Wednesday, July 29, 2015

Tomato Sale Continues


Buy 2 pounds of any of our farm grown organic TOMATOES and get 1 pound  FREE!!!

* *Cherry Tomatoes     *Slicing Tomatoes *Heirloom Tomatoes ** 
We harvest every day so selection may change daily. 
Other items will be on sale in the store, also.
Come to the Farm  and check it out!

Open Daily 10-6
 Dinihanian's Farm Market is located at  
15005 NW Cornell Road, Beaverton, Oregon  97006

Tuesday, July 21, 2015

Just updated our Pinterest SQUASH case you are running out of ideas...

(PS the word SQUASH is a link to the page...)

Thursday, July 16, 2015


First corn for the season came in this week. BiColor from one of our partner farms out on Sauvie Island.

Also, we got blueberries in this week directly from the grower.  I am traveling on the East Coast this week, so I don't know the exact variety but I hear they are beautiful.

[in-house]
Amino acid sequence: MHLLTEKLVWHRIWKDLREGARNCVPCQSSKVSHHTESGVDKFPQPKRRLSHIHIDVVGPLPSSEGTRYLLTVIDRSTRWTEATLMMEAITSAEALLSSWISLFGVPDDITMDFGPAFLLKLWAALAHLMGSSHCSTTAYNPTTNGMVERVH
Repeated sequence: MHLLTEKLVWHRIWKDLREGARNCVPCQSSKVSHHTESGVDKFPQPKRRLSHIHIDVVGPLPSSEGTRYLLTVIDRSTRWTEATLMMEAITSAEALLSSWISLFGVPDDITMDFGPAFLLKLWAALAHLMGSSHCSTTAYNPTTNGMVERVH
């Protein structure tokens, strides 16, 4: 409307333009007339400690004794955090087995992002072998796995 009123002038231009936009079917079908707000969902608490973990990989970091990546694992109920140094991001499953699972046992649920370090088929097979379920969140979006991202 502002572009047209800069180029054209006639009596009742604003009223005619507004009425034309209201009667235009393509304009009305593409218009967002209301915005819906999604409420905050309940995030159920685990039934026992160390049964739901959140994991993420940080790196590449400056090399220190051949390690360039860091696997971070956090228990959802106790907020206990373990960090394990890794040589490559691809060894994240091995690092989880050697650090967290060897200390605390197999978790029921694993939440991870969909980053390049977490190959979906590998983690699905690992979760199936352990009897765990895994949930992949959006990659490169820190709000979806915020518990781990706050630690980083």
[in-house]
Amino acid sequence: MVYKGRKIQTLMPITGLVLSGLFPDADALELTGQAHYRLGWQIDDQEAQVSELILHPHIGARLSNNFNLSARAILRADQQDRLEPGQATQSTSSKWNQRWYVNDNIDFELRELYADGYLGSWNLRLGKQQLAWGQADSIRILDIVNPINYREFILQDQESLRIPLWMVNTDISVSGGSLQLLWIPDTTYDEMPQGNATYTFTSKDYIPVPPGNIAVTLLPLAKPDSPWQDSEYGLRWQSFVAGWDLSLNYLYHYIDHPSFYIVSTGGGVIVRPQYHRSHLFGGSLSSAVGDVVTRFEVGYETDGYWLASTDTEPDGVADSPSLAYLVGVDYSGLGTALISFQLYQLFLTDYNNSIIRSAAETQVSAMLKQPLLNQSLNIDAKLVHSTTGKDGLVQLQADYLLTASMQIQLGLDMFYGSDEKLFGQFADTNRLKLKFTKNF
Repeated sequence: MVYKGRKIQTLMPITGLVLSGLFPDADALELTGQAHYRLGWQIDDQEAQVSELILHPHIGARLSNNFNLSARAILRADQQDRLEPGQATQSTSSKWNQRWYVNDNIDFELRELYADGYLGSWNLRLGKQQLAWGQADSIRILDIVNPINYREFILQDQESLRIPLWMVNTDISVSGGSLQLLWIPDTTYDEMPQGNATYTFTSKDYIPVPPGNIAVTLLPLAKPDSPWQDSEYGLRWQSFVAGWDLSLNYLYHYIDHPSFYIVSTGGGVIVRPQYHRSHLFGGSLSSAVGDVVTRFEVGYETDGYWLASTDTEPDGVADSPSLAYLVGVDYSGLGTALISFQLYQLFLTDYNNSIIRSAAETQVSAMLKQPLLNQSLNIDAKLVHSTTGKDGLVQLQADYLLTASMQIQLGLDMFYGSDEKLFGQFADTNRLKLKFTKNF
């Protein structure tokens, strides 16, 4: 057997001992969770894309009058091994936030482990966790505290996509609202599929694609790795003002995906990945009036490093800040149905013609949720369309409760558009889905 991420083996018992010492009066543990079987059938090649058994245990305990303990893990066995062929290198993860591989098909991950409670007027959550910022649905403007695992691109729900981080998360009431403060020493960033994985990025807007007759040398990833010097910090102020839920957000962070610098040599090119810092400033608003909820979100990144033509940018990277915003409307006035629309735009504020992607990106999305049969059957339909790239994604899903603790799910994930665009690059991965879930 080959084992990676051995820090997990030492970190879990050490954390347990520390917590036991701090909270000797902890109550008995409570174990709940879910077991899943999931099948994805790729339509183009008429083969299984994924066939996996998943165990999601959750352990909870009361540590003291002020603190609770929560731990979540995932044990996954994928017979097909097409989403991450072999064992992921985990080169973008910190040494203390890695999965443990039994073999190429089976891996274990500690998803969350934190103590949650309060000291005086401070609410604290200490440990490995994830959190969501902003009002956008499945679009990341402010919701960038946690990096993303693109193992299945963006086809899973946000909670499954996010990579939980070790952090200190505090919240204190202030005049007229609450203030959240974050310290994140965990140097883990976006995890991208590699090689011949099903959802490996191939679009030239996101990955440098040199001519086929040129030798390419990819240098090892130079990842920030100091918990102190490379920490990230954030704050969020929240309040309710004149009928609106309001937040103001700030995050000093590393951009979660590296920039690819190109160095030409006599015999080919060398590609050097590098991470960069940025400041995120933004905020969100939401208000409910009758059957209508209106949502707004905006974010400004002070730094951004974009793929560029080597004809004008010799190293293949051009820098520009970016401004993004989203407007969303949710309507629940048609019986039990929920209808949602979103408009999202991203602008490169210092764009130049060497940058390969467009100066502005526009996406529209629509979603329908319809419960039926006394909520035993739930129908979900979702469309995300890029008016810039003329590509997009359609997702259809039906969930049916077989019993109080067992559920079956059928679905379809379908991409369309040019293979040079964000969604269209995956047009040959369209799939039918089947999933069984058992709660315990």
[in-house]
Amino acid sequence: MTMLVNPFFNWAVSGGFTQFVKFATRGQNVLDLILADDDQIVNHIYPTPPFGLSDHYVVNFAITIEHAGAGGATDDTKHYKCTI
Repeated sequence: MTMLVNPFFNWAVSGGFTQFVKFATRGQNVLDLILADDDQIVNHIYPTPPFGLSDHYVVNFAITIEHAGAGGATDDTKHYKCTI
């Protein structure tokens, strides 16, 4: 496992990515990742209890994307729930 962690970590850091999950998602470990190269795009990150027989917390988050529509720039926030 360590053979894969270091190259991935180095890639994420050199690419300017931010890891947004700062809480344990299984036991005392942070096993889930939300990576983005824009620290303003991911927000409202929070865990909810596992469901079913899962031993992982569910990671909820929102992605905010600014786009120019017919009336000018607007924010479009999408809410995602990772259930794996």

Come to the FARM!!!  Open daily 10-6   EVERY DAY OF THE WEEK!


Friday, July 10, 2015


Thinking about canning or freezing green beans or making pickles?  Dilly beans in your future? Just feel like cooking since the weather is cooling off?


GREEN BEANS ARE $2.50/LB  FOR 5 LBS OR MORE.  THAT IS HALF OFF OUR REGULAR PRICE!  (that is cheaper than the sale flyer price I saw at the super market the other day...)

Also, we have pickling cukes for $2.00/lb

Certified organic, of course, grown here on our farm!    

Open Daily 10-6

Tuesday, July 7, 2015

We have squash blossoms for sale!  If you would like some, please call or email or PM me here to pre-order so we can pick them for you. We don't pick and store them, so this is how we do it.  Blossoms are $.50 each.  503-432-6253 or email or PM here.